London: In a first, scientists have ‘uploaded’ the nervous system of a worm on a computer, allowing the organism to live as a virtual avatar and even learn new tricks without human coding. The nematode C elegans is about one millimetre in length and is a very simple organism, researchers said.
It is the only living being whose neural system has been analysed completely. It can be drawn as a circuit diagram or reproduced by computer software, so that the neural activity of the worm is simulated by a computer programme.
Such an artificial C elegans has now been trained by researchers at TU Wien in Austria to perform a trick –
balancing a pole at the tip of its tail.
C elegans has to get by with only 300 neurons. However, they are enough to make sure that the worm can find its way, eat bacteria and react to certain external stimuli. It can, for example, react to a touch on its body. A reflexive response is triggered and the worm squirms away.
When this simple reflex-network is recreated on a computer, then the simulated worm reacts in exactly the same
way to a virtual stimulation – not because anybody programmed it to do so, but because this kind of behaviour is hard-wired in its neural network. “This reflexive response of such a neural circuit, is very similar to the reaction of a control agent balancing a pole,” said Ramin Hasani, from TU Wien.
This is a typical control problem which can be solved quite well by standard controllers: a pole is fixed on its
lower end on a moving object, and it is supposed to stay in a vertical position. Whenever it starts tilting, the lower end has to move slightly to keep the pole from tipping over. Much like the worm has to change its direction whenever it is stimulated by a touch, the pole must be moved whenever it tilts.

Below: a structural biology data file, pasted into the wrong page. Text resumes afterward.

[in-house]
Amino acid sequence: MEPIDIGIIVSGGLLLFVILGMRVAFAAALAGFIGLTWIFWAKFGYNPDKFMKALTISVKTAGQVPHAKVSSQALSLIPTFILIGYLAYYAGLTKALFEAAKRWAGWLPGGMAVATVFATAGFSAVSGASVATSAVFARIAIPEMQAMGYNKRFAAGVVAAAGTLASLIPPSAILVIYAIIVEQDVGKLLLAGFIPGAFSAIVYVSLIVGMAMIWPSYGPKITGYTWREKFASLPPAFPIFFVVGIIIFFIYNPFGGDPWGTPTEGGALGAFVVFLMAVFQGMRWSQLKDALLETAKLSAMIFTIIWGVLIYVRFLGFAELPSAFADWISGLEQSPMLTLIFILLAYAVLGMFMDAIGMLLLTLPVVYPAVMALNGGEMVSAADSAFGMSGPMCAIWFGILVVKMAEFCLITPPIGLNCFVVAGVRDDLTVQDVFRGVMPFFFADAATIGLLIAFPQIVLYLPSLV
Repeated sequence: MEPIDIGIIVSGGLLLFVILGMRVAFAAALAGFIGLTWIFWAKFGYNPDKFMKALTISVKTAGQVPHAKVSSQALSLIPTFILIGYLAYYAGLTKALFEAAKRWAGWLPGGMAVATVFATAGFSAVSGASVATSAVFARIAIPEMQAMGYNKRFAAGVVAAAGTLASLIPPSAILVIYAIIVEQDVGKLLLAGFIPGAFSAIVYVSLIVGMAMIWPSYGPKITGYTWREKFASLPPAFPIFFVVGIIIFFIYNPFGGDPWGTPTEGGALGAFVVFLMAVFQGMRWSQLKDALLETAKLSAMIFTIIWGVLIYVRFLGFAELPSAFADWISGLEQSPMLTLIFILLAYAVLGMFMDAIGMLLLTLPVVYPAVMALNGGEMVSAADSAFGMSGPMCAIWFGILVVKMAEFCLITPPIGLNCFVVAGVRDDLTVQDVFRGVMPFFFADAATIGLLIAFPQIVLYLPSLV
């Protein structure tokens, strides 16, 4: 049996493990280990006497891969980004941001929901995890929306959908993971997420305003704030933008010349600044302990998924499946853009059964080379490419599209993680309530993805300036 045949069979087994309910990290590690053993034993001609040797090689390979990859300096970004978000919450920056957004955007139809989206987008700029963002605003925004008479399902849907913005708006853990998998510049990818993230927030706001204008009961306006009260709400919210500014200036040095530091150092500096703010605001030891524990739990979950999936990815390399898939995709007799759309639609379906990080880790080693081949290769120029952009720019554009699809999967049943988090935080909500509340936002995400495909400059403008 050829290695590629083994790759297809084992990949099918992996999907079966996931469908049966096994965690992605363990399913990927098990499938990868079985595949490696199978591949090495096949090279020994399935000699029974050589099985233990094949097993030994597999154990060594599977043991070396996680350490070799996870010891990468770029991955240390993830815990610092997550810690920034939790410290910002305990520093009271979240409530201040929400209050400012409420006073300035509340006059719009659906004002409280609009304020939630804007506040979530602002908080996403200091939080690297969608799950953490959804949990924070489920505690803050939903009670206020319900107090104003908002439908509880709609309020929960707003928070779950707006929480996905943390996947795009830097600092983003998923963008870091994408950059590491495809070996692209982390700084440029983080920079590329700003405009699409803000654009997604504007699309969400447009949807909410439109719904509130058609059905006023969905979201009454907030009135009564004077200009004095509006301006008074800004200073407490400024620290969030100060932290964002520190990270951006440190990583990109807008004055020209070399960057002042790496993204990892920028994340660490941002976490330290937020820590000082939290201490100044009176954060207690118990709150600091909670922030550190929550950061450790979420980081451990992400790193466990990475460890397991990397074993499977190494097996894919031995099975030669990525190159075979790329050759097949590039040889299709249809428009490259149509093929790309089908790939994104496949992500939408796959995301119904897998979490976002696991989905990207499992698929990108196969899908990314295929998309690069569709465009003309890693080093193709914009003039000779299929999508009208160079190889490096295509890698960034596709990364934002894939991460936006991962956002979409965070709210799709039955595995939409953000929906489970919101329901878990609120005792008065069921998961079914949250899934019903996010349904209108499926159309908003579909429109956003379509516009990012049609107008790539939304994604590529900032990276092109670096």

Researchers wanted to find out, whether the neural system of C elegans, uploaded to a computer, could solve this problem – without adding any nerve cells, just by tuning the strength of the synaptic connections. This basic idea – tuning the connections between nerve cells – is also the characteristic feature of any natural learning process.
“With the help of reinforcement learning, a method also known as ‘learning based on experiment and reward’, the
artificial reflex network was trained and optimized on the computer,” said Mathias Lechner from TU Wien.
“The result is a controller, which can solve a standard technology problem – stabilizing a pole, balanced on its tip. But no human being has written even one line of code for this controller, it just emerged by training a biological nerve system,” said Radu Grosu, from TU Wien. The team is going to explore the capabilities of such control-circuits further.